Purple Urchin Takeover
The infamous urchin barren, a rocky and bare sea floor, overrun by spiny purple sea urchins as far as the eye can see. In some areas of the Pacific coast in what used to be lush kelp forest, hoards of ravenous purple urchins (Strongylocentrotus purpuratus) have taken over. Their insatiable hunger for algae and seaweed makes an urchin barren void of most other life and leaves urchins to wait endlessly for food. However, urchins are one of few kelp-eating animals that can enter a dormant state when food is scarce, allowing them to wait for months or even years for the opportunity for more food. Urchins can collect in large groups of hundreds to millions, literally clear-cutting kelp forests as they move along the seafloor. Forests of Giant Kelp (Macrocystis pyrifera) and Bull Kelp (Nereocystis luetkeana) have been severely reduced in the Eastern Pacific ocean due in part to massive, unchecked urchin barrens.
How does the seafloor go from kelp forest to urchin barren? One factor is the changing climate resulting in warm water events, such as El Niño, that can cause kelp to die off and urchins to move in as they look for food. However, one of the main reasons urchin populations boom is a lack of predators – specifically sea otters and sunflower stars in coastal BC (California sheep-head fish and spiny lobsters prey on urchins further south). Both of these main predators have faced intense challenges and population declines, leaving the ecosystem out of balance.
At the end of the 19th century, kelp forests were so dense along much of the west coast waters that boats could barely navigate them. At the same time, the demand for sea otter pelts in Asia and Europe was so high that otters were hunted to the point of near extinction on the Pacific coast from Southern California to Alaska. Sea otters will eat roughly 25% of their body weight per day in urchins and other shellfish which maintain a healthy balance between urchins and kelp. Eventually it became clear that sea otters are a keystone species that dictate the health of the entire kelp forest ecosystem. The extirpation of the sea otters caused devastating consequences to the coast as uncontrolled urchin populations mowed down kelp forests.
In 2013, a wave of Sea Star Wasting Syndrome swept through the Pacific coast, causing massive die offs of many species of sea stars. Sunflower Stars, another main predator of the purple urchin, were hit particularly hard and populations severely declined. Sea star wasting syndrome is still prevalent and Sunflower Star populations have not yet recovered, and as such they are not able to contribute to maintaining urchin population control as an urchin predator. More research and conservation efforts are needed to support the recovery of their populations and their role in a healthy kelp forest.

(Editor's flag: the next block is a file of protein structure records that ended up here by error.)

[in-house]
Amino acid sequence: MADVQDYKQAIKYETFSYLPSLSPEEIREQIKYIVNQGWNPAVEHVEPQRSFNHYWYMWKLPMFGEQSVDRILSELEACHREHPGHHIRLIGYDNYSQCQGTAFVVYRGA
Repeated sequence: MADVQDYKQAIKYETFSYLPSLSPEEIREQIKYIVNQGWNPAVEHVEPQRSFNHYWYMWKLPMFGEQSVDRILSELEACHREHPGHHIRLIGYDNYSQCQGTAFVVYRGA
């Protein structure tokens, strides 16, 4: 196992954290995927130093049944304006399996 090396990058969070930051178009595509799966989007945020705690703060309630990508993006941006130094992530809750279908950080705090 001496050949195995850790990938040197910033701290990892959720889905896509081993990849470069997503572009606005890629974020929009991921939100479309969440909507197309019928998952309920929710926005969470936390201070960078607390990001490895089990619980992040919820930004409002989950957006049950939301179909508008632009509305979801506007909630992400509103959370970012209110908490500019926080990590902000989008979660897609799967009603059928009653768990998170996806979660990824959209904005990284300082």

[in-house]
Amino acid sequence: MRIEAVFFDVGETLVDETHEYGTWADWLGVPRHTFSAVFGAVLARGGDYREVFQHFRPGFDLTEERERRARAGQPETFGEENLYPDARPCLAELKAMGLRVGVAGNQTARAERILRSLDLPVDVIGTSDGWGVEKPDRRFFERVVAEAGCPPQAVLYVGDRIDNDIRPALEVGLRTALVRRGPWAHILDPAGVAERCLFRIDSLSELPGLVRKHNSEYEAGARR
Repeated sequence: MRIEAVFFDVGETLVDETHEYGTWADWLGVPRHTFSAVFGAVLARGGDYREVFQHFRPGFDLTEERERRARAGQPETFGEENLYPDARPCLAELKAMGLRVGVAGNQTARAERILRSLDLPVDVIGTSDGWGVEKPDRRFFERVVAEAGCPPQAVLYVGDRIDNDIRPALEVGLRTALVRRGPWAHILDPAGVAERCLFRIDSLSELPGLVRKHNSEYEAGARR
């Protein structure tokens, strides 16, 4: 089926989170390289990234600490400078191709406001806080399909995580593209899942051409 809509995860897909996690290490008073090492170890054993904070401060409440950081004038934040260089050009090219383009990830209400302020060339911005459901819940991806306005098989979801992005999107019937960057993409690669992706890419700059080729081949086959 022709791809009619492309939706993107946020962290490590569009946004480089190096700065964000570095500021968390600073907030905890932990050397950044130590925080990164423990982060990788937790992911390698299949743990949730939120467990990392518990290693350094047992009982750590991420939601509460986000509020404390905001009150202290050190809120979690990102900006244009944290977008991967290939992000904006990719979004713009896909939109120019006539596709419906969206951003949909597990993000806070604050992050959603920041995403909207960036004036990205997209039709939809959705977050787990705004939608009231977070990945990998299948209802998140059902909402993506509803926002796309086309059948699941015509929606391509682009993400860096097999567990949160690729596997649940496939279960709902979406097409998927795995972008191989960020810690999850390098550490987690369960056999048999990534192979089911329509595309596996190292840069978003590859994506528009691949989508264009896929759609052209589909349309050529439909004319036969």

What else eats urchin? Well, humans do! Uni, or urchin roe (the gonad organs) is a delicious and popular seafood item. Can we harvest more urchin and eat our way out of urchin barrens? As usual, it’s not that simple. When urchins in an urchin barren have little food and enter a dormant state, their gonads shrivel as energy stores are used up, rendering the urchin inedible and worthless. In some areas, urchins are culled in an attempt to reduce numbers and bring back kelp forests, however, some people are testing an alternative and foraying into urchin ranching. This technique includes harvesting dormant urchins and bringing them to a land-based facility where they eat algae grown intentionally to feed them. As urchins eat again, their gonads grow back to a healthy size which can be later harvested and sold.
Whether or not urchin ranching can be scaled to a point where the urchin roe is affordable and urchin populations are more controlled is difficult to say. Either way, it is important that we do what we can to support kelp forests and their regrowth on the coast, including combating climate change and careful management of coastal development. Kelp forests are an incredibly important ecosystem, providing the foundation of so much life on the coast, including Northern Abalone, salmon, and herring. Kelp forests capture and store carbon, reduce coastal erosion, provide habitat for juvenile fish, and much more. They are a mighty but vulnerable ecosystem that provides so much and is in need of our support and protection from urchin take over.
Written by: Jordan Hawkswell